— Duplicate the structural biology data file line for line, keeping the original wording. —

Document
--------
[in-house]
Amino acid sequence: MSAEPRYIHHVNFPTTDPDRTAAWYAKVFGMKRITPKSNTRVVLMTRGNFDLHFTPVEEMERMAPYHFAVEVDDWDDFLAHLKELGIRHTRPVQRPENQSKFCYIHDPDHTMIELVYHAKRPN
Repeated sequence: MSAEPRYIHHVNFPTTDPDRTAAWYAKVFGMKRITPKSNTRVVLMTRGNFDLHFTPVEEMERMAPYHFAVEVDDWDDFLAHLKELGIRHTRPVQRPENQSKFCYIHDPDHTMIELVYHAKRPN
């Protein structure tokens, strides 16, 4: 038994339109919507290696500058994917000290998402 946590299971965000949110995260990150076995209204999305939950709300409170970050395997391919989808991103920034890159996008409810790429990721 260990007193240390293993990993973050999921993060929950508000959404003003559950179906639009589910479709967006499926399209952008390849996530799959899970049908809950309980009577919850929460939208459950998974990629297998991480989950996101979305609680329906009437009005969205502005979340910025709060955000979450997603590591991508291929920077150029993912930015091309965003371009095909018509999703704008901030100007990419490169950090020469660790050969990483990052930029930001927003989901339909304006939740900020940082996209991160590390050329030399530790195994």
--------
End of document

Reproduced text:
[in-house]
Amino acid sequence: MSAEPRYIHHVNFPTTDPDRTAAWYAKVFGMKRITPKSNTRVVLMTRGNFDLHFTPVEEMERMAPYHFAVEVDDWDDFLAHLKELGIRHTRPVQRPENQSKFCYIHDPDHTMIELVYHAKRPN
Repeated sequence: MSAEPRYIHHVNFPTTDPDRTAAWYAKVFGMKRITPKSNTRVVLMTRGNFDLHFTPVEEMERMAPYHFAVEVDDWDDFLAHLKELGIRHTRPVQRPENQSKFCYIHDPDHTMIELVYHAKRPN
């Protein structure tokens, strides 16, 4: 038994339109919507290696500058994917000290998402 946590299971965000949110995260990150076995209204999305939950709300409170970050395997391919989808991103920034890159996008409810790429990721 260990007193240390293993990993973050999921993060929950508000959404003003559950179906639009589910479709967006499926399209952008390849996530799959899970049908809950309980009577919850929460939208459950998974990629297998991480989950996101979305609680329906009437009005969205502005979340910025709060955000979450997603590591991508291929920077150029993912930015091309965003371009095909018509999703704008901030100007990419490169950090020469660790050969990483990052930029930001927003989901339909304006939740900020940082996209991160590390050329030399530790195994």